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Thursday, 21 January 2016

Dr Jekyll and Mr Hyde (1912)

Director: Lucius Henderson
Star: James Cruze
This month marks the 130th birthday of one of the pivotal stories of horror literature, Strange Case of Dr Jekyll and Mr Hyde, by Robert Louis Stevenson, which was first published on 5th January, 1886. Of course, it’s seen many adaptations to film, averaging almost one per year even though the first didn’t arrive until 1908, but the earliest are sadly lost today. That first version was a one reeler from Selig Polyscope, which was probably directed by Otis Turner, who also directed the earliest surviving version of The Wonderful Wizard of Oz, made two years later. It wasn’t an adaptation of the novella per se but of the stage version first mounted at the Boston Museum in 1887 when the original was only a year old. This adaptation was written by Thomas Russell Sullivan, who added the romantic angle which continued on in most versions that would be made over the succeeding century, thus blurring this with the original in popular culture and especially in the minds of those who haven’t read the novella.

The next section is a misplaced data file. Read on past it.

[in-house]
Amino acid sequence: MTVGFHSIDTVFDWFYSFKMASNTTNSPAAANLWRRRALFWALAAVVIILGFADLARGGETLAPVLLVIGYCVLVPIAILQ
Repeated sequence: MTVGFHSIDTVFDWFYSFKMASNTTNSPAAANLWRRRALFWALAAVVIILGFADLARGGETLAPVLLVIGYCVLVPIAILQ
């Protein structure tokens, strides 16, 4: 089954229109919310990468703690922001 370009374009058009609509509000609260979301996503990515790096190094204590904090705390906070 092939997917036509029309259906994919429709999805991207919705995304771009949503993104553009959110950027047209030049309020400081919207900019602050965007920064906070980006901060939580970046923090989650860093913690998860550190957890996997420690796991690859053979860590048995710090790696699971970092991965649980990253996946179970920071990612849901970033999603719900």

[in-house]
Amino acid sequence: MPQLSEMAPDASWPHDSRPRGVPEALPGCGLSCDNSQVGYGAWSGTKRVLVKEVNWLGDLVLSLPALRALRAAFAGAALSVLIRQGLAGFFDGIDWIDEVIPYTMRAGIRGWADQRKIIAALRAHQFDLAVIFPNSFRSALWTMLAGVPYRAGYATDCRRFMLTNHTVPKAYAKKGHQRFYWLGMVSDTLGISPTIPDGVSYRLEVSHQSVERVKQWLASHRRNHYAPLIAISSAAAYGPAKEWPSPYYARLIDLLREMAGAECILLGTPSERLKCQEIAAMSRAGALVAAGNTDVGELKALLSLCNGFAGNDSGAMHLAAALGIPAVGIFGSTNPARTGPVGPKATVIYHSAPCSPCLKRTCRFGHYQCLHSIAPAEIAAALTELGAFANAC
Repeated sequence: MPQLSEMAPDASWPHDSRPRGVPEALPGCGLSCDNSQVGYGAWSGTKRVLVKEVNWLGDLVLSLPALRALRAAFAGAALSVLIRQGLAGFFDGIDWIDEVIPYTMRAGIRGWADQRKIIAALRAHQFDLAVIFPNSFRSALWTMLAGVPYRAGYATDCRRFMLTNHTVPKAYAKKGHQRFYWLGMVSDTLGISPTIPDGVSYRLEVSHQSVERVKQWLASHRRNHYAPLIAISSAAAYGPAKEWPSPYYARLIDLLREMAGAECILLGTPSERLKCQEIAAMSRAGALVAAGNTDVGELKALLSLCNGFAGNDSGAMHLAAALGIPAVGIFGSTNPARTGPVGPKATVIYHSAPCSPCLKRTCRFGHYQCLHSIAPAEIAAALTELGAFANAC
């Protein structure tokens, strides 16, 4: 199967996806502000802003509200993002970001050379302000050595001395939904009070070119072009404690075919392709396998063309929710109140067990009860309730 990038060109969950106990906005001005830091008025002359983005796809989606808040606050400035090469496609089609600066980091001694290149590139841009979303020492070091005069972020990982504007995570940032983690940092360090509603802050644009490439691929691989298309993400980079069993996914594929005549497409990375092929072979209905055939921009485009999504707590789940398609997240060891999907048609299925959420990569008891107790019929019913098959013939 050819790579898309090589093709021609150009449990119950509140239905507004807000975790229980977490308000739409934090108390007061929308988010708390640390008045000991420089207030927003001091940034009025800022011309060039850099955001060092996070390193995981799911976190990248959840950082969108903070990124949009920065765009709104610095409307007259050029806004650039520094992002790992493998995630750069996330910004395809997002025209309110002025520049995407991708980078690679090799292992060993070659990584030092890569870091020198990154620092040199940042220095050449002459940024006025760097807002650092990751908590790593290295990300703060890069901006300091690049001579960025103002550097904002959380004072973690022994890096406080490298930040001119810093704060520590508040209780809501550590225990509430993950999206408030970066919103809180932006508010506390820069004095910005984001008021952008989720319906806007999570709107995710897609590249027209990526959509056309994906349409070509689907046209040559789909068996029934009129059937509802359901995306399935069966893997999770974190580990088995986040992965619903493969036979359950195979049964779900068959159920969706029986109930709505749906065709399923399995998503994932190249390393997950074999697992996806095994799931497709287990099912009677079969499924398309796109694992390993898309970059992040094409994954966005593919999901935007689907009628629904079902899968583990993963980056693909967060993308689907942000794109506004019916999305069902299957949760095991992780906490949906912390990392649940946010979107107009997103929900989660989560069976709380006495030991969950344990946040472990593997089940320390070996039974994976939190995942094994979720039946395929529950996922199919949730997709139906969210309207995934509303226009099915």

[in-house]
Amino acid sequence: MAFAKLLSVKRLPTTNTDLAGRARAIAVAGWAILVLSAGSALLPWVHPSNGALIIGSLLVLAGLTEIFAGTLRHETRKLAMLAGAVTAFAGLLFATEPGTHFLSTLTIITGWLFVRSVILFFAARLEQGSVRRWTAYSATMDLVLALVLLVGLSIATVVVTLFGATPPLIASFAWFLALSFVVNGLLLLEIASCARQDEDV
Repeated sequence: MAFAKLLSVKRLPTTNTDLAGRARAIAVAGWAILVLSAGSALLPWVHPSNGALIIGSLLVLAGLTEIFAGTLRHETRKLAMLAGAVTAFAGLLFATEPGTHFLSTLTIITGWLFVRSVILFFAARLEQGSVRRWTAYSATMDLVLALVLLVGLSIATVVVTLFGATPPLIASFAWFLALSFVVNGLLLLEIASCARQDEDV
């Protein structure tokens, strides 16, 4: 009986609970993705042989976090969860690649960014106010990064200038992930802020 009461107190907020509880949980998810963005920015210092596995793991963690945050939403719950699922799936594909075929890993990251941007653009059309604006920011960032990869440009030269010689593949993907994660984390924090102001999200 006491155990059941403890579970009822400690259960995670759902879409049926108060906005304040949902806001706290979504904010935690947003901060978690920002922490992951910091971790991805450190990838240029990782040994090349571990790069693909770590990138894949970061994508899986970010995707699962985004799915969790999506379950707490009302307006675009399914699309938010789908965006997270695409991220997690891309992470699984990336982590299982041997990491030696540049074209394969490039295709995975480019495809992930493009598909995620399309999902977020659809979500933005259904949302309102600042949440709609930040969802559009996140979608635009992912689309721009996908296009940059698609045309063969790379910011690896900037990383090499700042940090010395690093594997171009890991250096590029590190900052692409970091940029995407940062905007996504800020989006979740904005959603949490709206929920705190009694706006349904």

The stage version starred Mr Richard Mansfield, who continued in the role almost until his death in 1907, so a new actor was needed for this film. Hobart Bosworth was new to the screen in 1908 but he would go on to make almost three hundred movies as an actor and sixty more as a director. His career successfully survived the transition to sound but decreased in prominence until his last picture, Sin Town, in 1942. Of course, being 1908, it was a one reel film which compressed the four act play to a mere sixteen minutes. The next version ran seventeen and was made in Denmark in 1910 by August Blom for the Nordisk Film Kompangni, with Alwin Neuß in the lead. The former is known today primarily for Atlantis, his pioneering feature from 1912 and the latter for playing Sherlock Holmes in a string of movies in the 1910s. I don’t know if Blom’s version was closer to the original novella or the succeeding play, but it wouldn’t be much of a shock to find that it, along with most later versions, was based more on the latter.